CityLit Project discovered a new generation of aspiring “Richard Wrights” when Baltimore’s westside youth, poetry, and creativity came together at St. Francis Neighborhood Center in Reservoir Hill. CityLit conducted two sessions in early July, 2009, at St. Francis, a neighborhood center and chapel that was established in 1963 as an outreach center for two local churches. The center contacted CityLit to work with the children who are part of the Power Project, an after-school and summer program that centers on education, mentoring, and the arts. The Power Project is just a small component of St. Francis’s ongoing mission to “give people hope for a better tomorrow by providing them with the tools they need for a better today.” Intern Emily Mullin created and delivered a special program introducing the children to haiku.
St. Francis representative Corrine Warren explained that the Power Project is meant to help students in the Baltimore Public School System that are deemed “at-risk” in both academics and life-skills. “We bring in other organizations and nonprofits to work with the students on developing their life-skills through workshops and presentations,” she said.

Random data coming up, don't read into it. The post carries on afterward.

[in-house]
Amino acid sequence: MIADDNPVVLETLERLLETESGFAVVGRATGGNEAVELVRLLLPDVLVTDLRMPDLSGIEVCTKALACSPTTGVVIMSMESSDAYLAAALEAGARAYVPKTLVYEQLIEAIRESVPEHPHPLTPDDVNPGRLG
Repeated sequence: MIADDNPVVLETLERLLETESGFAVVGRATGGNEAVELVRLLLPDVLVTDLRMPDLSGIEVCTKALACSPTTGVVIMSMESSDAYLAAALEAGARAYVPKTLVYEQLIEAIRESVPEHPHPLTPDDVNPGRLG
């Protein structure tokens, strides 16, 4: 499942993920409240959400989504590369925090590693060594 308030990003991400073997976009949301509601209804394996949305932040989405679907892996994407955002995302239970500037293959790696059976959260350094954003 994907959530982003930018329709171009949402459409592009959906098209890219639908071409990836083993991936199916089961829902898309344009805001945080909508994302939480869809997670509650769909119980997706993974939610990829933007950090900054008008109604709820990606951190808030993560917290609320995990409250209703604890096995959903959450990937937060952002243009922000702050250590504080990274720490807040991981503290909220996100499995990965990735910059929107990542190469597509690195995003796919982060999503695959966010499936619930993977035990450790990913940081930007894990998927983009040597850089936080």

Mullin decided that the best way to engage children aged 8 to 12 reading at various levels was through haiku because the Japanese form of poetry is simple and fun, yet elegant and refined enough that the children could quickly produce meaningful, powerful poetry.
To help the children better connect with the poetry, Mullin’s presentation centered on the eloquent African-American writer Richard Wright. Wright’s book of poetry, Haiku: This Other World
, was written in the later years of his life, exposing a new, poetic voice for the writer who is better known for his novel Native Son
After the two sessions, the St. Francis Power Project kids transformed into the “Poetic Bandits,” as they dubbed themselves, creating poetry and illustrations that came together to create a small PDF book titled The Dragon House Pizza Parlor
Congratulations to the “Poetic Bandits!”
Click here to download PDF